Though the last three years of belt-tightening and cost-cutting have been tough, Kern County Administrative Officer Ryan Alsop has pursued an outlook of optimism, and he has tried to get his staff to do the same.
“We are not dwelling on the past, we are looking forward,” he said. “The path ahead is better and brighter than the path behind, that’s our mantra.”
For Alsop, the path ahead just got a little bit longer.
The Board of Supervisors recently extended his contract by three years, through 2023 (previously it was to end in 2020). It was his first extension granted by the board and signifies the supervisors have confidence in their new CAO, and believe he can fulfill the policies and goals they set forth.
“I love this community,” said Alsop, who requested not to receive a raise with is contract extension because county employees have gone without a cost-of-living increase for many years. Alsop earned a salary of $191,557 in 2017 according to Transparent California.
"It’s been a pleasure to serve (the supervisors) and the community. It’s a place I call home and I’ve got the opportunity to help improve it.”
Alsop became the county’s administrative officer in 2017, about the same time the county was forced to deal with a $44 million budget deficit that resulted from a precipitous drop in oil prices.
As soon as he took his new position the county departments needed to find savings anywhere they could. That meant not filling some positions and becoming more efficient in day-to-day operations.
The county implemented a strategy known as Lean Six Sigma that is designed to eliminate wasteful business practices.
So far, the county estimates it has saved about $7 million through Lean Six Sigma practices. A total of 739 employees have been trained in the strategy.
“We hope, long-term, it’s going to have huge results for the county in freeing up more money and more staff time. And overall making the experience of dealing with the county a much more pleasant and streamlined experience,” Alsop said.
So far, Alsop said the county has cut into the deficit by 60 percent, with $17 million more in reductions needed before the deficit is totally gone.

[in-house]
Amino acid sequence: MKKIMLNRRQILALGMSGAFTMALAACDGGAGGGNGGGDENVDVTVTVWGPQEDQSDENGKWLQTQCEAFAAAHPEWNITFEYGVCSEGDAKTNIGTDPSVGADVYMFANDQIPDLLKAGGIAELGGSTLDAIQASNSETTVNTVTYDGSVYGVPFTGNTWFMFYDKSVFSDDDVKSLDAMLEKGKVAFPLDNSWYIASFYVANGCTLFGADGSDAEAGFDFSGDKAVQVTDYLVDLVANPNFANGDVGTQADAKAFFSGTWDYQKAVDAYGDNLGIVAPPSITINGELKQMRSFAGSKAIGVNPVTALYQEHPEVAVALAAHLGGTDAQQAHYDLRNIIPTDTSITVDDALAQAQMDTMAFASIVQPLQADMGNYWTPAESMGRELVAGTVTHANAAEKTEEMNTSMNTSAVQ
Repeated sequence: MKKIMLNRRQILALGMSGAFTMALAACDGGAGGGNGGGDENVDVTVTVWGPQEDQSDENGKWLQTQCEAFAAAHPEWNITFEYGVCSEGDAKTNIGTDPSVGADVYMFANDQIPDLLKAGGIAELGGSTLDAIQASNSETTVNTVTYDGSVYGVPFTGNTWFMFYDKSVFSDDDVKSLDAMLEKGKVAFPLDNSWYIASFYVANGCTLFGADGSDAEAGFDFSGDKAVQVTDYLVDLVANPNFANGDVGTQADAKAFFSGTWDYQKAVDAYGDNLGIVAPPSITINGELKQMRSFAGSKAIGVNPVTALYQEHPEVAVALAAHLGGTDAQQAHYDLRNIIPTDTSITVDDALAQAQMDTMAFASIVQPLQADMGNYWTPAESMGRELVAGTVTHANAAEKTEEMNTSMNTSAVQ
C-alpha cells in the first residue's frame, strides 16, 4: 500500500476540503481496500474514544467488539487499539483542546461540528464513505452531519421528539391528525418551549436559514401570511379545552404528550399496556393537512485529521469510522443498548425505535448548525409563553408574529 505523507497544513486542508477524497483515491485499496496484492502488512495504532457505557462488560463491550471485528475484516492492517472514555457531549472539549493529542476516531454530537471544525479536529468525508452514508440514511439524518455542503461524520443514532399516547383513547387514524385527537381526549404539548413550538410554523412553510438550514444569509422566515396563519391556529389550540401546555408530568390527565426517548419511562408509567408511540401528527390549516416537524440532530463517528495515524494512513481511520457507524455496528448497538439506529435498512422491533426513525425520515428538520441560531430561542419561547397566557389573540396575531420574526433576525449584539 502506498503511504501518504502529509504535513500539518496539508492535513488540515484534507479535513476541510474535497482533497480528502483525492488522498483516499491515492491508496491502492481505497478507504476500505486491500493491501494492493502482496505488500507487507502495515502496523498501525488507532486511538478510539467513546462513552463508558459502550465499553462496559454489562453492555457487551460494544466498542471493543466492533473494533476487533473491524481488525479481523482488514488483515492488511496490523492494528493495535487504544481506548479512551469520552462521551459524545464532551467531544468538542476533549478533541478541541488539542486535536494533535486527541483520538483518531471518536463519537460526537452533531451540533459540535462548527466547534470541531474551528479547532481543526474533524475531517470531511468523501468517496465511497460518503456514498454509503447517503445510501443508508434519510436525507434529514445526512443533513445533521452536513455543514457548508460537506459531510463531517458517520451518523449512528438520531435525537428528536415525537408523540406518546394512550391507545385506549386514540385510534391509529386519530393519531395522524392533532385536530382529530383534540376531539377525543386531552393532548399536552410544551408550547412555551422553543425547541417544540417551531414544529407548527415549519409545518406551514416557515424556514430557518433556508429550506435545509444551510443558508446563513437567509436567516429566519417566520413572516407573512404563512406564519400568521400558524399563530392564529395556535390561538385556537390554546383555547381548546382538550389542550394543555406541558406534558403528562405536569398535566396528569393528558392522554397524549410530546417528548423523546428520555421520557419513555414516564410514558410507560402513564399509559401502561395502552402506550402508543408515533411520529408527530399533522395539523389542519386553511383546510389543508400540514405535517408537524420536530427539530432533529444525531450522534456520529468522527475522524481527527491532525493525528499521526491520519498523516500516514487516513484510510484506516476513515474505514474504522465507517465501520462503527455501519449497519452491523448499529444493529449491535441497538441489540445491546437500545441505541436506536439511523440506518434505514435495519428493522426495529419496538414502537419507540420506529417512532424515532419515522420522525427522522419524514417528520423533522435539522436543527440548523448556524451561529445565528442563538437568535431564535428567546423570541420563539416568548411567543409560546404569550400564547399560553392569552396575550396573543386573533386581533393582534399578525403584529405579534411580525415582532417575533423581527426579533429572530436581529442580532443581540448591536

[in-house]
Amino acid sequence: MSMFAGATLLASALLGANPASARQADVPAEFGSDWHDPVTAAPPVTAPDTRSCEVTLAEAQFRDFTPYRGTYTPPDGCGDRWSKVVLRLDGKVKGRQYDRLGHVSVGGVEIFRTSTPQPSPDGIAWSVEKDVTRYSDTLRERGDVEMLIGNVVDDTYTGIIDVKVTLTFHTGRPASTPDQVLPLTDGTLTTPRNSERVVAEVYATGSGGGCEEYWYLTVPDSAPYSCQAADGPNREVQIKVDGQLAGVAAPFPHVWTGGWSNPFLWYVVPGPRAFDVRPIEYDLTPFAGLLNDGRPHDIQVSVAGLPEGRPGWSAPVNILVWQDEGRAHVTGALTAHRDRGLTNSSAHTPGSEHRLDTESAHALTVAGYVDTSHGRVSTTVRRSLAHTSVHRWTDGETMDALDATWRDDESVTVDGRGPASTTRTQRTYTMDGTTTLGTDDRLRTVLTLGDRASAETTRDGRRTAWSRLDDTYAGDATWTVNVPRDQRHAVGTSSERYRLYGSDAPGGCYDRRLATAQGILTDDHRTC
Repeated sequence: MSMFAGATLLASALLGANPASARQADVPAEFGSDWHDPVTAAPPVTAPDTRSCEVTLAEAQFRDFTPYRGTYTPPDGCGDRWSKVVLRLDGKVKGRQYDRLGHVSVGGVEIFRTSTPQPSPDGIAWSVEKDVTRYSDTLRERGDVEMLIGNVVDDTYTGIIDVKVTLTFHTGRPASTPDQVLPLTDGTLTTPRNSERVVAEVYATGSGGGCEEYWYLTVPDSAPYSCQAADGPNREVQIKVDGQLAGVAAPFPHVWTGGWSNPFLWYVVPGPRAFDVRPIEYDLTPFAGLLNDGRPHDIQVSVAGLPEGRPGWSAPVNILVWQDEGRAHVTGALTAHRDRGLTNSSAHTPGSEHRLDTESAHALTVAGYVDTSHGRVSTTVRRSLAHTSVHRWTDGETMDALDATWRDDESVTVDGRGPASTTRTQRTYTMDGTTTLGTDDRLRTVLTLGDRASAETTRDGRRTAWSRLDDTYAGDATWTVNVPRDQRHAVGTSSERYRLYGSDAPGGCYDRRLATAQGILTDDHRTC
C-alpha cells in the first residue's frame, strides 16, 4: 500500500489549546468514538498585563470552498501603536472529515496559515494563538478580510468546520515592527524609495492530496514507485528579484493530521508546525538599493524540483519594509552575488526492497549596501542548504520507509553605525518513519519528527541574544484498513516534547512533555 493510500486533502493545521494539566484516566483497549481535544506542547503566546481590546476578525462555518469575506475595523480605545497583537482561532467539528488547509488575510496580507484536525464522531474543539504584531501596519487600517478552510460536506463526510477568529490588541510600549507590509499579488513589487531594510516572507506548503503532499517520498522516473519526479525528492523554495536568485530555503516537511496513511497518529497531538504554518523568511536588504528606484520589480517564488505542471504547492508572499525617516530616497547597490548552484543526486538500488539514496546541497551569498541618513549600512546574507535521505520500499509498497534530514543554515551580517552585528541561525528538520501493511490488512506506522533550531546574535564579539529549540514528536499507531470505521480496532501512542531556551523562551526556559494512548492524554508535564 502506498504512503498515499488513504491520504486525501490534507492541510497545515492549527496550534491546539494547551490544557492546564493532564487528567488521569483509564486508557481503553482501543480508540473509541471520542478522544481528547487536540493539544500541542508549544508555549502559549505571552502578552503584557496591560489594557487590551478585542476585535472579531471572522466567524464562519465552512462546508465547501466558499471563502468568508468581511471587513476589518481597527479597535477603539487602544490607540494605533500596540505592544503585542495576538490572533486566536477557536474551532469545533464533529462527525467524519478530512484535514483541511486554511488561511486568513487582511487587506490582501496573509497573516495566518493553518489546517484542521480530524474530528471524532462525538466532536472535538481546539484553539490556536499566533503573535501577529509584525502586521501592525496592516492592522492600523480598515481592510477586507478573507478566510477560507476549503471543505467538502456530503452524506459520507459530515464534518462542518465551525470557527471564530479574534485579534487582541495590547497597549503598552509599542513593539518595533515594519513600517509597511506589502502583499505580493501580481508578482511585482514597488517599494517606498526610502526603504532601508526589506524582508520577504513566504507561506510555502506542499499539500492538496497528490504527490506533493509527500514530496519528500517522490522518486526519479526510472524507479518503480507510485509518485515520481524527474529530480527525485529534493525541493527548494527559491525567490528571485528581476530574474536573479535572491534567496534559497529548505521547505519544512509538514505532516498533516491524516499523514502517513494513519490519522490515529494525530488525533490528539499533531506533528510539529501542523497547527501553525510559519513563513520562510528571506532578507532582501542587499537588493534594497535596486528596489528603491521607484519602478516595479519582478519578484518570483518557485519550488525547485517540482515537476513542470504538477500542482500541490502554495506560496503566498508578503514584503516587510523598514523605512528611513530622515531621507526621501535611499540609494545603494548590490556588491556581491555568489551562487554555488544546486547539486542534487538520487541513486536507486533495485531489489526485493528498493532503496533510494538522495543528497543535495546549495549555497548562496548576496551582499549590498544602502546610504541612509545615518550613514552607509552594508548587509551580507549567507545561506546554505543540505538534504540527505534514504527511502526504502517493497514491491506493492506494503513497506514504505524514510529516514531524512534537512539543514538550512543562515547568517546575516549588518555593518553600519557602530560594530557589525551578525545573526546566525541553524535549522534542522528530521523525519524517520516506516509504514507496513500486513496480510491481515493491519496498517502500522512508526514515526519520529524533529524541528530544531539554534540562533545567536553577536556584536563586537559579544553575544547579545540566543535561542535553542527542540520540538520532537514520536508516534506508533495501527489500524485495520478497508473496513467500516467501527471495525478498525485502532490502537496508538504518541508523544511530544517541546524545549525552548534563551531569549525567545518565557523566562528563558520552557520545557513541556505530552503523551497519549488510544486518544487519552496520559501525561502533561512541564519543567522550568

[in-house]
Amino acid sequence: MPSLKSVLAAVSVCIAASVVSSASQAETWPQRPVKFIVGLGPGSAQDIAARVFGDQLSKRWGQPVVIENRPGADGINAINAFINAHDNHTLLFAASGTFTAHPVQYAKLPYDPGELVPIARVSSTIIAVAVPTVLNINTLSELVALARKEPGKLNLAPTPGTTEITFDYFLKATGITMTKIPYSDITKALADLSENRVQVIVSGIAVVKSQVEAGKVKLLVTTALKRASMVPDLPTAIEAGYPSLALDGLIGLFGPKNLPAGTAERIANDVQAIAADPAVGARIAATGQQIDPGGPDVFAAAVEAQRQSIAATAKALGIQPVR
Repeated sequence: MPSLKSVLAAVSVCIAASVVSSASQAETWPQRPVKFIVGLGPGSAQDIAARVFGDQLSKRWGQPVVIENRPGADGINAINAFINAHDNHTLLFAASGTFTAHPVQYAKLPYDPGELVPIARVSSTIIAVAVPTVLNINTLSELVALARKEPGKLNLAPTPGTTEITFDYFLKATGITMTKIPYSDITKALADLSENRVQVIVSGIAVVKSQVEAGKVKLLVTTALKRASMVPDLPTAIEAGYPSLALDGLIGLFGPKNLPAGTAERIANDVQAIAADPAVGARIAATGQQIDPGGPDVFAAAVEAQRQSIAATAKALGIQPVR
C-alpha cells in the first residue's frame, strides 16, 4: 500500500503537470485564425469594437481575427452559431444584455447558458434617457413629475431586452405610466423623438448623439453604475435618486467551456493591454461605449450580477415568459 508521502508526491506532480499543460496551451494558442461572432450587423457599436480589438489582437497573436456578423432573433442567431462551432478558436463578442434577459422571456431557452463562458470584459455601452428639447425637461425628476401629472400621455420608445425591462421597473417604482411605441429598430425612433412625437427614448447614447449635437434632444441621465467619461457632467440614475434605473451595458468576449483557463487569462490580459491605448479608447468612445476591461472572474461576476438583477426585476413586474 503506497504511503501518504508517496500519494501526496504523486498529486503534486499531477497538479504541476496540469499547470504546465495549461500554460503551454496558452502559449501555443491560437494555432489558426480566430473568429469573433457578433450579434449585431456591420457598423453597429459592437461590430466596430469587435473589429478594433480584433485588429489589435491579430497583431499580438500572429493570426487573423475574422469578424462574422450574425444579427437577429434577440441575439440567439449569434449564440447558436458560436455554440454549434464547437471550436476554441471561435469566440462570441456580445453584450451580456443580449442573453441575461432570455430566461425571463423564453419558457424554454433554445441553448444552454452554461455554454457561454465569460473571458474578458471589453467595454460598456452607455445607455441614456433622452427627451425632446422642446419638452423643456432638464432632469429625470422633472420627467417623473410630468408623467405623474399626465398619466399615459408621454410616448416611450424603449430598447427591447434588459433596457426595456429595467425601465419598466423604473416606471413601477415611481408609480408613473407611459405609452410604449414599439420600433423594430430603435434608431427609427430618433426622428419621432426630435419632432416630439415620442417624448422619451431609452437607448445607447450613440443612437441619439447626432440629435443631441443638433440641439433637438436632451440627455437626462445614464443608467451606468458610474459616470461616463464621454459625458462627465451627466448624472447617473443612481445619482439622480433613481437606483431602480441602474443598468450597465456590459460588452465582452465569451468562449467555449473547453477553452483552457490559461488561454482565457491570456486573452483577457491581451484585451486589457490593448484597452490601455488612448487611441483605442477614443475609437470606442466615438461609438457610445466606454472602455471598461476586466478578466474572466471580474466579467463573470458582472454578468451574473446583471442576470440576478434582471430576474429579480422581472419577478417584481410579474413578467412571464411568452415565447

The county plans to finish their deficit reduction process by the end of Fiscal Year 2019-20.
Alsop said maintaining the service levels to the public has been not only his, but all county staff’s greatest accomplishment during the last two years of budget reductions.
“The credit is not mine, but it’s a credit to all the employees we have,” he said. “Our employees show up every day and put their game face on.”
Alsop was born and raised in Bakersfield, but he came to work professionally in Kern County after being the assistant chief executive officer of Los Angeles County, the largest county in the United States by nearly 5 million people, according to the 2010 census.
“Lots of money rolling in,” he said of LA County. “Lots of ability to do things because you had stable, growing revenue sources. It’s a little bit different than here. Here, it’s a different place. We don’t have diversification of our economy like they do.”
Supervisor Mike Maggard said that Alsop's experience outside Kern County, as well as his origins growing up locally, had served him well as CAO.
"I thought he was the perfect combination of somebody with a tie to our community, as well as the perspective that somebody outside of our community would have," Maggard said. "And he’s proven to do just that."
But a key difference between LA County and Kern County is the type of business conducted in each location.
Alsop said he hopes to bring more economic diversification to the county to bolster what he said were stagnant revenue streams.
The Amazon warehouse that is currently being built near Meadows Field Airport will supply at least 1,000 jobs to Kern County residents, and will help move the county beyond its economic base of agriculture and oil.
Alsop said he the county is talking with interested businesses about ventures in Kern County, and would pursue all interested companies, but he couldn’t announce anything just yet.